The sanctuary known as Laphrion
was one of the most important Aetolian sanctuaries, dedicated to the cult
of Apollo and Artemis. It lay to the southwest of the acropolis of Calydon and
its area was enclosed by a circuit wall. The earliest evidence for cult practice
on the site is dated to the Geometric period and it seems that the sanctuary remained
in use until the Roman period, but flourished in the 6th century B.C. The sanctuary
was identified in 1908 by G. Soteriadis and excavated by a Greek-Danish expedition
The most important monuments of the area are:
Temple of Artemis Laphria:
It is situated on the summit of the precinct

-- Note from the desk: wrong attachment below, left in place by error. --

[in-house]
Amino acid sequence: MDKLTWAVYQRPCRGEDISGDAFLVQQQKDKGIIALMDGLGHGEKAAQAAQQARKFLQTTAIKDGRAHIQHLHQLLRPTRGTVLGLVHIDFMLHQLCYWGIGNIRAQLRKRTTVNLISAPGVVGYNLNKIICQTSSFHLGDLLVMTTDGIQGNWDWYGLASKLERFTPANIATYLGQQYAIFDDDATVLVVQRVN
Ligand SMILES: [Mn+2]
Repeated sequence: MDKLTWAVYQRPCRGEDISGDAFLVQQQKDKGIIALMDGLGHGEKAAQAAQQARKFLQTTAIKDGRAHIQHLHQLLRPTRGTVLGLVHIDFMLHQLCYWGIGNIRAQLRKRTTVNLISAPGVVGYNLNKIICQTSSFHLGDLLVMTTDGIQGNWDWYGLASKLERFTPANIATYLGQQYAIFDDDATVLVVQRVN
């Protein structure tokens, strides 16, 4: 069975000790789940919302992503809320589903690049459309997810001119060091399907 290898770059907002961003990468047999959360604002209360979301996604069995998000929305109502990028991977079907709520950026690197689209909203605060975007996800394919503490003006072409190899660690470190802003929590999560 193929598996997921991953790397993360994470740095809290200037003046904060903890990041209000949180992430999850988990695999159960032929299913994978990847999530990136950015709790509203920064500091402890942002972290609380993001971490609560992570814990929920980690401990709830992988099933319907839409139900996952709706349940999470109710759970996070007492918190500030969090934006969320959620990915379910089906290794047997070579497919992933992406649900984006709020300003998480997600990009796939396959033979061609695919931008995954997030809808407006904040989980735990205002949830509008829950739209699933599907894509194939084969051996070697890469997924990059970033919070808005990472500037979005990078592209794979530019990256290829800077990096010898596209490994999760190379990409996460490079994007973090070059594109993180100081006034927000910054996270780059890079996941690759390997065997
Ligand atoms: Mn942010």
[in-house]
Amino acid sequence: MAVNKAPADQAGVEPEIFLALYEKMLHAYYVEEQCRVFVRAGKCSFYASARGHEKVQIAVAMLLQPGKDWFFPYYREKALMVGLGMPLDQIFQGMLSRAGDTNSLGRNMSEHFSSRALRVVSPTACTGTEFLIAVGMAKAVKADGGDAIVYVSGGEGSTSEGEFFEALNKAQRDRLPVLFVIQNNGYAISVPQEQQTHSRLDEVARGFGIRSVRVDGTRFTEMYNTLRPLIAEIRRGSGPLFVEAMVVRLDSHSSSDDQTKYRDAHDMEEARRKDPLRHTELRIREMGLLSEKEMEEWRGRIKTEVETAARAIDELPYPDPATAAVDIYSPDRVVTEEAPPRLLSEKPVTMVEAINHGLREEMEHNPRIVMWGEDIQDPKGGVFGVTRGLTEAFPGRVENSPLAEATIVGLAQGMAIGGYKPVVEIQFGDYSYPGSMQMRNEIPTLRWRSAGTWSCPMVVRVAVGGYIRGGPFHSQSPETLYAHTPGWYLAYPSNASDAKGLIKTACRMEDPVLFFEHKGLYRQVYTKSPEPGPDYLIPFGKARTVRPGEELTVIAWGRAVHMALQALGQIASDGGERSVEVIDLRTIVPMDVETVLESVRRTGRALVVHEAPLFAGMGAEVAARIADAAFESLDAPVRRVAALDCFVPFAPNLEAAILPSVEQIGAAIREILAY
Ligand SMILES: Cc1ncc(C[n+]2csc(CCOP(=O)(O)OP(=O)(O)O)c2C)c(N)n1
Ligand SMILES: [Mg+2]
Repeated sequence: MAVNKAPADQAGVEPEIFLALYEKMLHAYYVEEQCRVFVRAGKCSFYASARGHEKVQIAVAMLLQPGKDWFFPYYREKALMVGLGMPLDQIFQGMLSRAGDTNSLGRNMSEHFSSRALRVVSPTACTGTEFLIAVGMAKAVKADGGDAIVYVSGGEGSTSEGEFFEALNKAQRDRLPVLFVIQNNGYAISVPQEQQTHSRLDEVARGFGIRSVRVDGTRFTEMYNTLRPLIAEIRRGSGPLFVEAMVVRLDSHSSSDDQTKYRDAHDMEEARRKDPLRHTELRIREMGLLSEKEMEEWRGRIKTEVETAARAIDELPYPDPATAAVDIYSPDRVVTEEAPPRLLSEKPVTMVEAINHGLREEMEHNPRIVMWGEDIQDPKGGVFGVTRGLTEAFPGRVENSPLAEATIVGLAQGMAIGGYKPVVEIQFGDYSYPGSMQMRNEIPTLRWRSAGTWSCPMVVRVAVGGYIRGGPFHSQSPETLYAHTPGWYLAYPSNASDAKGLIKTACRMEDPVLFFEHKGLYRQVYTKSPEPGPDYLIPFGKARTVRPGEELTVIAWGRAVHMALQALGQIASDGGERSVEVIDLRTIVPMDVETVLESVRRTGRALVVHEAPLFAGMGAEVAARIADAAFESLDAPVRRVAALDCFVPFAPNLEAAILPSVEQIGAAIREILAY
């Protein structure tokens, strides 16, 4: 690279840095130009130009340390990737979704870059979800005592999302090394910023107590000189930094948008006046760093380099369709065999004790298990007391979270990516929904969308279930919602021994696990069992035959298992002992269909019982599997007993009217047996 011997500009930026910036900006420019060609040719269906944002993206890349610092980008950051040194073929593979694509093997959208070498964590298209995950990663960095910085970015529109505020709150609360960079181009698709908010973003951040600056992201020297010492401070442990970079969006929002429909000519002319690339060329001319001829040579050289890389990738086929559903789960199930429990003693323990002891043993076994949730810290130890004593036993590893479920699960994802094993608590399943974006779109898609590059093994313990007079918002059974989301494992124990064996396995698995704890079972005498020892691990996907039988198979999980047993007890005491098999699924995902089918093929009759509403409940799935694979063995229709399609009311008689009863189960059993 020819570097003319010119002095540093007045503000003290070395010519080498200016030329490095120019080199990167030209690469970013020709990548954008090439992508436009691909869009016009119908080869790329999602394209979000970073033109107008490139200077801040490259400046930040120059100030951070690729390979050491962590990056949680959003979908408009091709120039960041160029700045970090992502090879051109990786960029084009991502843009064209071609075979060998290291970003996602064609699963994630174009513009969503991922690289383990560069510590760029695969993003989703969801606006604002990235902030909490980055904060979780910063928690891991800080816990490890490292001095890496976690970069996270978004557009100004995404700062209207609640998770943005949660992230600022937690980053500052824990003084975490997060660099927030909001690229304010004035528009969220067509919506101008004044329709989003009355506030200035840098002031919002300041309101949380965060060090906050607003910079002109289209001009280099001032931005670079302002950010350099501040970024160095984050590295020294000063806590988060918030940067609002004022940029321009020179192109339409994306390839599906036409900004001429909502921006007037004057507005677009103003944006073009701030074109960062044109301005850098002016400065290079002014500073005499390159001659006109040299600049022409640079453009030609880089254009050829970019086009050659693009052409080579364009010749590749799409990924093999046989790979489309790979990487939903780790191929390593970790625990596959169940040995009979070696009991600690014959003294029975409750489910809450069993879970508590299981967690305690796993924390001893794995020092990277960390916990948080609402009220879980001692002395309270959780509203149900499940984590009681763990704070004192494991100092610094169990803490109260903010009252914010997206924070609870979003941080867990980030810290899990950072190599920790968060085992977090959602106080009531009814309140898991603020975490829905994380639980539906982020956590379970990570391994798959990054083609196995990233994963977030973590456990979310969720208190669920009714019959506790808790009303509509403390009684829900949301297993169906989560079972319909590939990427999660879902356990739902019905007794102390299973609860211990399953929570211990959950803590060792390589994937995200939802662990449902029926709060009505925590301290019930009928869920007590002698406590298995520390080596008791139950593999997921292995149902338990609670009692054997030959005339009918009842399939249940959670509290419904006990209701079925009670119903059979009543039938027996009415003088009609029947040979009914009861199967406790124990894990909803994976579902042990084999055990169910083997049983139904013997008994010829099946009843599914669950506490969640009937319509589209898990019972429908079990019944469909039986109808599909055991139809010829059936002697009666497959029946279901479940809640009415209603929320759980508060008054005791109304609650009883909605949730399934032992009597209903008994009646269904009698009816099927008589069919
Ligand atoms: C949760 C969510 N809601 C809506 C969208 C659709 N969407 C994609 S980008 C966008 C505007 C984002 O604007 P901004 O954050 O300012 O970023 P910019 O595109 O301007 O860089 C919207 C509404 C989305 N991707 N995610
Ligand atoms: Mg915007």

of the sanctuary and only its foundations are preserved. Three main architectural
phases have been distinguished on the basis of fragments of terracotta trimmings
found during the excavations. The first temple was built at the end of the 7th
century B.C. and the last in 360 B.C. A chryselephantine (gold and ivory) statue
of the goddess stood inside the temple.
Treasures on the southeast side of the "sacred way":
decorated with painted terracotta ornaments and date from the first half of the
6th century B.C.
Remains of a Stoa:
It is located in the north part of the precinct and
dates from the 3rd-2nd century B.C. It seems that the structure was two-storeyed
with two semicircular niches at the ends.